The October 2016 ISM® Manufacturing Report shows growth was nearly flat for the month at 51.9 vs. the September reading of 51.5.
Markit’s US Manufacturing PMI was 53.5, the best reading in a year.
Both reports showed input price pressures. Markit noted the biggest rise in input prices in five years.
ISM Manufacturing Numbers
|ISM Manufacturing October 2016|
|Index||Oct||Sep||PP Change||Direction||Rate of Change||Trend in Months|
|Customers’ Inventories||49.5||53.0||-3.5||Too low||From Too High||1|
|Backlog of Orders||45.5||49.5||-4.0||Contracting||Faster||4|
|New Export Orders||52.5||52.0||0.5||Growing||Faster||8|
Markit US Manufacturing PMI
- Gains in output and new orders underpin sharp improvement in operating conditions
- Jobs added again, albeit at modest pace
- Cost inflation rises to highest level for two years
Comments From Chris Williamson, Markit’s Chief Business Economist
- “October saw manufacturing enjoy its best performance for a year. Factories benefitted from rising domestic and export sales, driving output higher to mark an encouragingly strong start to the fourth quarter.”
- “The survey also picked up signs of manufacturers and their customers rebuilding their inventories, often filling warehouses in anticipation of stronger demand in coming months.”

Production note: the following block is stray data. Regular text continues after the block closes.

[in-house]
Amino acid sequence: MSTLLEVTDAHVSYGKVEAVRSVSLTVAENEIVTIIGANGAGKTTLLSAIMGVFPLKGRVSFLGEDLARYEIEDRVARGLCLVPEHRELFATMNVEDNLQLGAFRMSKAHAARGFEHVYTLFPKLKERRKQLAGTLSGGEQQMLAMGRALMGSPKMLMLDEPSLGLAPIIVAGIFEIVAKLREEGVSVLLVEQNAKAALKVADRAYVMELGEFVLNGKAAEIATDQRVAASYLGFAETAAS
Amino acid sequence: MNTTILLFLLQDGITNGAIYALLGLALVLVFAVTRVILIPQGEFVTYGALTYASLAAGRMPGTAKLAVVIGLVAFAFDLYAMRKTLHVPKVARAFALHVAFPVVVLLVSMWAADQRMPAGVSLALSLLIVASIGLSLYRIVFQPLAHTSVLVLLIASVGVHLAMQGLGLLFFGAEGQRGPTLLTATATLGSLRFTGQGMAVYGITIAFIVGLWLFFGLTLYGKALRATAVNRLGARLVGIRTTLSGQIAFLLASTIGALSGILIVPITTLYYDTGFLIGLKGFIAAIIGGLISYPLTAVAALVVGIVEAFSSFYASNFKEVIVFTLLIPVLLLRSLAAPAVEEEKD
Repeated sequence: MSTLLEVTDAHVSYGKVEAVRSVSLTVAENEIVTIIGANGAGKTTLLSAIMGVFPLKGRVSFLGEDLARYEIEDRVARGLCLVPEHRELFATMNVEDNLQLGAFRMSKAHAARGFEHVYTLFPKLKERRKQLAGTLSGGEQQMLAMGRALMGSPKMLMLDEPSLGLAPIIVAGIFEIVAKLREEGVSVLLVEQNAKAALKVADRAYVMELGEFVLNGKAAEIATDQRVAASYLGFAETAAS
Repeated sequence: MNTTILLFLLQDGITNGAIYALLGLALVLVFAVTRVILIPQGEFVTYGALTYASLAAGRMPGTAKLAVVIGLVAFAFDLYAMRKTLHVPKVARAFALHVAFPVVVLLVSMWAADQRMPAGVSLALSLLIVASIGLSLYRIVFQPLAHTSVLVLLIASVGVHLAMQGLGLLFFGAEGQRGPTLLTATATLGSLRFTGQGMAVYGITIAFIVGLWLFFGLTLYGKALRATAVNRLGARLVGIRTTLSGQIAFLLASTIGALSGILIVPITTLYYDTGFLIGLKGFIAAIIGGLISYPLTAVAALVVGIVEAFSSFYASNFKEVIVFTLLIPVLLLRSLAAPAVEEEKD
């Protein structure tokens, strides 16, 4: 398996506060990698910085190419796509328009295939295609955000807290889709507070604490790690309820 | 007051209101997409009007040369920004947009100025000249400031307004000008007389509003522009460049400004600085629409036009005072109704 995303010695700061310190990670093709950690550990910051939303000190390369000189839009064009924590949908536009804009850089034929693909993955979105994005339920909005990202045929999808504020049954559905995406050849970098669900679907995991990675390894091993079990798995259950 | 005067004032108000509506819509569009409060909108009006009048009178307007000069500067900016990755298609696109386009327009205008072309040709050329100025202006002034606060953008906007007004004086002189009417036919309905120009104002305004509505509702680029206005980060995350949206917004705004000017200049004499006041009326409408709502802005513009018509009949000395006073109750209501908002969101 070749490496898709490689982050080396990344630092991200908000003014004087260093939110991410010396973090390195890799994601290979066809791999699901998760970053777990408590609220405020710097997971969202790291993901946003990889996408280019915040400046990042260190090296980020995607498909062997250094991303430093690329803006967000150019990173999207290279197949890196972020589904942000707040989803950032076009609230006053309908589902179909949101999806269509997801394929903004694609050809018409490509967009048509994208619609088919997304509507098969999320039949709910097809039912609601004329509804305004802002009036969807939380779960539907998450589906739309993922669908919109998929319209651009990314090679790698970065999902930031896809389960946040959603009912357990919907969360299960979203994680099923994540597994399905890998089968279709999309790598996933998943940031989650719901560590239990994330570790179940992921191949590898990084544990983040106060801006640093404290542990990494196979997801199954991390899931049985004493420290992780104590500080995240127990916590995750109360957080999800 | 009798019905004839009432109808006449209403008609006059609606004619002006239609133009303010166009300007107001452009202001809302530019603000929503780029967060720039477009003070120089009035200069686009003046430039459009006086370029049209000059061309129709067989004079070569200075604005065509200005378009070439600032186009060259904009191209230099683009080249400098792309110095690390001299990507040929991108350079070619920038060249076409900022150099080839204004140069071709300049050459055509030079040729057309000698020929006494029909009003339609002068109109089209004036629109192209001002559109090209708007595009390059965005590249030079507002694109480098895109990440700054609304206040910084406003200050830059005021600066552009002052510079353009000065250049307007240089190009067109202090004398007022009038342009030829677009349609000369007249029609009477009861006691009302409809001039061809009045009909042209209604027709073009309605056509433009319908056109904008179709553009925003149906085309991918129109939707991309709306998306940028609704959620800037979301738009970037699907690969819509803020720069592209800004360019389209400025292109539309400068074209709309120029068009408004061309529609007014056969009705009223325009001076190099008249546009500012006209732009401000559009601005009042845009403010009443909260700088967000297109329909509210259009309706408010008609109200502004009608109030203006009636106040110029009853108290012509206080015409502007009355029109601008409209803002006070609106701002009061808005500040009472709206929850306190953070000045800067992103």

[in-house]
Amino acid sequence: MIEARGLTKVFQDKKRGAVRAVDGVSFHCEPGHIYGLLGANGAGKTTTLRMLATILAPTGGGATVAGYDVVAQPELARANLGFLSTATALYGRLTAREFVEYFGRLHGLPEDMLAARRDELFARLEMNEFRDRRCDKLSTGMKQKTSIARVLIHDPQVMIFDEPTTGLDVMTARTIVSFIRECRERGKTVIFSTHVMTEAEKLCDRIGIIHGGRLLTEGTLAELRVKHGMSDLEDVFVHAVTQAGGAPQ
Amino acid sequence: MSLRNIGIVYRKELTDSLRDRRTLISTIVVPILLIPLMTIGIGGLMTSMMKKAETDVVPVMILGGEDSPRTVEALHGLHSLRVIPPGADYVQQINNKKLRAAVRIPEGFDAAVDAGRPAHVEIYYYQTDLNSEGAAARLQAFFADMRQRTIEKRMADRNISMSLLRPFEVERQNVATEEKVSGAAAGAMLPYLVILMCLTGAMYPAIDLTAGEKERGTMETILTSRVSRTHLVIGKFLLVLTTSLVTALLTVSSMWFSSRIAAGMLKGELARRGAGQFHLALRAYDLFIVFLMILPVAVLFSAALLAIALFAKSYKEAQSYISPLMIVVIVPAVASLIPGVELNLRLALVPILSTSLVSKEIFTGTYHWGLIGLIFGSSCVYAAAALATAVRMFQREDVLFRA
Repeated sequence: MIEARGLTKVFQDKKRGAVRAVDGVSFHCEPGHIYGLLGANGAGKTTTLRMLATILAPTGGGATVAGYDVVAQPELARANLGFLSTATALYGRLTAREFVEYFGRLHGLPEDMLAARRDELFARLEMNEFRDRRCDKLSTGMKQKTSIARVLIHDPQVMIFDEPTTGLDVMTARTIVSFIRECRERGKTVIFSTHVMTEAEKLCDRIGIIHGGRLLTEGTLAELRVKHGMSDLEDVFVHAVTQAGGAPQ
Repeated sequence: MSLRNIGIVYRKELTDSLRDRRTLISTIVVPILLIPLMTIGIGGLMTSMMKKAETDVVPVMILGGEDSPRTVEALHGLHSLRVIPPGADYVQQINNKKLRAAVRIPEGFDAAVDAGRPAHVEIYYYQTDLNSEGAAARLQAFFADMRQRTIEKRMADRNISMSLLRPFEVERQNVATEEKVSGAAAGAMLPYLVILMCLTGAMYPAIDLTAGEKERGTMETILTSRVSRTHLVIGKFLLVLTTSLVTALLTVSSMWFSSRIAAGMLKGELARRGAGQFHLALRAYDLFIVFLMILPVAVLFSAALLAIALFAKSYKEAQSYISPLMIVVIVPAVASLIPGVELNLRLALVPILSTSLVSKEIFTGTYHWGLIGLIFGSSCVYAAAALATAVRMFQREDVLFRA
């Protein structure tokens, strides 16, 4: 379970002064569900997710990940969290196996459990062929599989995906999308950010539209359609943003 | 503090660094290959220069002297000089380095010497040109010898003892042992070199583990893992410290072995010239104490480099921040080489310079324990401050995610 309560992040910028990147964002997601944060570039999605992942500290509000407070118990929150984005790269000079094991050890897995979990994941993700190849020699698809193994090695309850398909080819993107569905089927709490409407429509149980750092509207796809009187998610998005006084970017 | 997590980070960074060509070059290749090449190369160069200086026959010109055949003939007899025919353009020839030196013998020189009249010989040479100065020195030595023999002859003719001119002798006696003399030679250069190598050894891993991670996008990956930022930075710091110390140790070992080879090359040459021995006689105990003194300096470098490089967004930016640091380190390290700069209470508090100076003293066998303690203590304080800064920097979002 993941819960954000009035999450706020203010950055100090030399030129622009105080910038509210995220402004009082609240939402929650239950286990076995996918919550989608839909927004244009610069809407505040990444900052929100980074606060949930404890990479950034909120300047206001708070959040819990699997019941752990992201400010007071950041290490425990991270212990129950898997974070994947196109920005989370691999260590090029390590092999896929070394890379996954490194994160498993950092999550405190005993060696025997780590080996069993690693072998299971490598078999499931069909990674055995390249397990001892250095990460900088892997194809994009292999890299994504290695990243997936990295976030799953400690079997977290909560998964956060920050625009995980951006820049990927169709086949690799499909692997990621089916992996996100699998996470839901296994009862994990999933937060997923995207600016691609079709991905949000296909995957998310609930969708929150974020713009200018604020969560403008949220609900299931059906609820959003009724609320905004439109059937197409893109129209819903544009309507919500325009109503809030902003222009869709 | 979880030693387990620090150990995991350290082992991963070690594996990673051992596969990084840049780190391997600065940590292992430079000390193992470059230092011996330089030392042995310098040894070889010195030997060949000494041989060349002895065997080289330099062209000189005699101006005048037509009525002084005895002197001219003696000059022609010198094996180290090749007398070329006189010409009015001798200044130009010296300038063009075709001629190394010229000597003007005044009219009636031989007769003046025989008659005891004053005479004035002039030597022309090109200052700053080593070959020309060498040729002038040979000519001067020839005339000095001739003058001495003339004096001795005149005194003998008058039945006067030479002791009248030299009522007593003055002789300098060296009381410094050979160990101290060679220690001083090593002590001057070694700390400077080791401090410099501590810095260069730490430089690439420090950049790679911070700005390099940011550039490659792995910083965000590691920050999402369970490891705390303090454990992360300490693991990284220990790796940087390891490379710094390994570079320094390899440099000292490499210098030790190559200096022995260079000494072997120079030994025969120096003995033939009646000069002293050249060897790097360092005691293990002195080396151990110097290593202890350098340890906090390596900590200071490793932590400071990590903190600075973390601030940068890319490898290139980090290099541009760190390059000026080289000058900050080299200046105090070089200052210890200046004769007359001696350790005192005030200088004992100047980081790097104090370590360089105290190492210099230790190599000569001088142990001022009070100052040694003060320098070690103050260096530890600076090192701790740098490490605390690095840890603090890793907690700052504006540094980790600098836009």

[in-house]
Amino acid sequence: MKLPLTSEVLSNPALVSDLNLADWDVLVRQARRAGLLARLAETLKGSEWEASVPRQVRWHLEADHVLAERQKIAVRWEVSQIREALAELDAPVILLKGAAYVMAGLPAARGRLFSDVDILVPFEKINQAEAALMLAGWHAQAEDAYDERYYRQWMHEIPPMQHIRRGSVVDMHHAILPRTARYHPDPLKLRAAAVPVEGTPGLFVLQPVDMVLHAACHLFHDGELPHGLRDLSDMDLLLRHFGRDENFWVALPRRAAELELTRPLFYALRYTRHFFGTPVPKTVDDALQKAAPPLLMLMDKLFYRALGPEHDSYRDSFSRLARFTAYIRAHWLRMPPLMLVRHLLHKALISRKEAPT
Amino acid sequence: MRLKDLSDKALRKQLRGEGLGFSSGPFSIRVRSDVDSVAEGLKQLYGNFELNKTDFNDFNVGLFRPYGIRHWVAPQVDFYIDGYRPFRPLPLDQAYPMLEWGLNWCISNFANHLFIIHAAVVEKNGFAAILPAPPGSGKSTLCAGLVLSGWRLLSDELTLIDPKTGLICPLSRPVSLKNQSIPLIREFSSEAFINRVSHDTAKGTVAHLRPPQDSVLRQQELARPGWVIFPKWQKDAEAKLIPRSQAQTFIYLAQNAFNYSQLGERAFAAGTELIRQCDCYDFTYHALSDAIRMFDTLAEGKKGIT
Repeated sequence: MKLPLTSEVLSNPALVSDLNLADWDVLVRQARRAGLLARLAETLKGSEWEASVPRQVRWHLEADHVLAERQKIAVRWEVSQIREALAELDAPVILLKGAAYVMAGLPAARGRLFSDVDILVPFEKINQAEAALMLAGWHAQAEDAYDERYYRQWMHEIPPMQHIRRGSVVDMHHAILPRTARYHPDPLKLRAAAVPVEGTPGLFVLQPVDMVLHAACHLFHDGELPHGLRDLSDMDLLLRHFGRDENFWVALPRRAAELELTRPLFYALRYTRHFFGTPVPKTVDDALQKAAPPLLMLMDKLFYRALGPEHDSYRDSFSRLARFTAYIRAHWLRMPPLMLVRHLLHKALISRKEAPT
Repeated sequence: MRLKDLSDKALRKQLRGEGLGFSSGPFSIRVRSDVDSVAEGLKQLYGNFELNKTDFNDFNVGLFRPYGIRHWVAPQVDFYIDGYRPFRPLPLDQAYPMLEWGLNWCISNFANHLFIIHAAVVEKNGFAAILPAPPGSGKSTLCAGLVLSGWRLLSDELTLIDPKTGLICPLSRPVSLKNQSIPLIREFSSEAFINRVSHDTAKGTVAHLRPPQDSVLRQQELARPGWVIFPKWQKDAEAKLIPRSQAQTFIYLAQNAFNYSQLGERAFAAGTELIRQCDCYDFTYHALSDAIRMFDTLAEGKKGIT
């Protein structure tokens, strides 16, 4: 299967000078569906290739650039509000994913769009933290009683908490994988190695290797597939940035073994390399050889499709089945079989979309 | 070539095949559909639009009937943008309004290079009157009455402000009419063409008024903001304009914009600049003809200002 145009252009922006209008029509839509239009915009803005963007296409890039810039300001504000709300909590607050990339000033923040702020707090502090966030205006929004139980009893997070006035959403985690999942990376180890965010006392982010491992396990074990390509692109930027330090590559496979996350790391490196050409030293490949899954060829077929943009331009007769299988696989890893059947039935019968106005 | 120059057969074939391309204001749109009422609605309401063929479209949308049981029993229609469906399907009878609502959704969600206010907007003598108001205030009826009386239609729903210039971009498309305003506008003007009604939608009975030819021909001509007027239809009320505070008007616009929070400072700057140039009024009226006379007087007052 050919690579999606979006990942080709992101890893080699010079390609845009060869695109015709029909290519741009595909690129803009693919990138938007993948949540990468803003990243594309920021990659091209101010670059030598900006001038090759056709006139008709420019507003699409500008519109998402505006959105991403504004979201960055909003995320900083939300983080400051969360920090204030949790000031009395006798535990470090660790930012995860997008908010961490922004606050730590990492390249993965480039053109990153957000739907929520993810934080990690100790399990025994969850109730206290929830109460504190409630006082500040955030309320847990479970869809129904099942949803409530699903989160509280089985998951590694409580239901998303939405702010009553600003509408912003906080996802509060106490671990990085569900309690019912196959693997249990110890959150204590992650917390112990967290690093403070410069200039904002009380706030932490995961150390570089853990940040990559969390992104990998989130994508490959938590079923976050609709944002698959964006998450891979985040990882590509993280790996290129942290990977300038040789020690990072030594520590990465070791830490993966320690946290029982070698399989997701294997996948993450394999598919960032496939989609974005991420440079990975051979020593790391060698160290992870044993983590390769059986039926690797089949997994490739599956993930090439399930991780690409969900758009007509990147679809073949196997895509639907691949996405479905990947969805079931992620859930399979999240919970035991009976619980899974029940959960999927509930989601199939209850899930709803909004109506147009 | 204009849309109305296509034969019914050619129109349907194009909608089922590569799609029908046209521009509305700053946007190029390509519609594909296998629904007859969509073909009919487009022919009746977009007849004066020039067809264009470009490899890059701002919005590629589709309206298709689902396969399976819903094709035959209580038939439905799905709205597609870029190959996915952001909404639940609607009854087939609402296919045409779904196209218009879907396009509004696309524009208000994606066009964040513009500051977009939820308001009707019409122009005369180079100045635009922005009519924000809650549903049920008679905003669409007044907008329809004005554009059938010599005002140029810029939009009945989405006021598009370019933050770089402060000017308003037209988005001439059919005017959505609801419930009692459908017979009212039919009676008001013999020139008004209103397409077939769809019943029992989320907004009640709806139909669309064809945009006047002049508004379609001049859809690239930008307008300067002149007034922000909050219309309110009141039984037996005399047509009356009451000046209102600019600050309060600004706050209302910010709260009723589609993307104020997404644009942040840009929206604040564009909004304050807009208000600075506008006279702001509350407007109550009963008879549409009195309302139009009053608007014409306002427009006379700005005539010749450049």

- “However, a widespread reticence to take on extra staff highlights lingering caution with respect to investing in capacity, at least until after the presidential election.”
- “Hiring is also being subdued partly by worries about escalating costs, with the October survey recording the largely monthly rise in factory prices for five years.”
- “While output growth is accelerating, so too are inflationary pressures, which will further fuel speculation that the Fed will hike interest rates again in December.”
Markit has inventories rising, ISM doesn’t. One of them is wrong. If inventories are indeed rising, I suspect it will be for sales that do not turn up.
Inventory-to-sales numbers are already elevated, and inventory did add to third quarter GDP.
Input costs are escalating, notably energy, but will that last?
Mike “Mish” Shedlock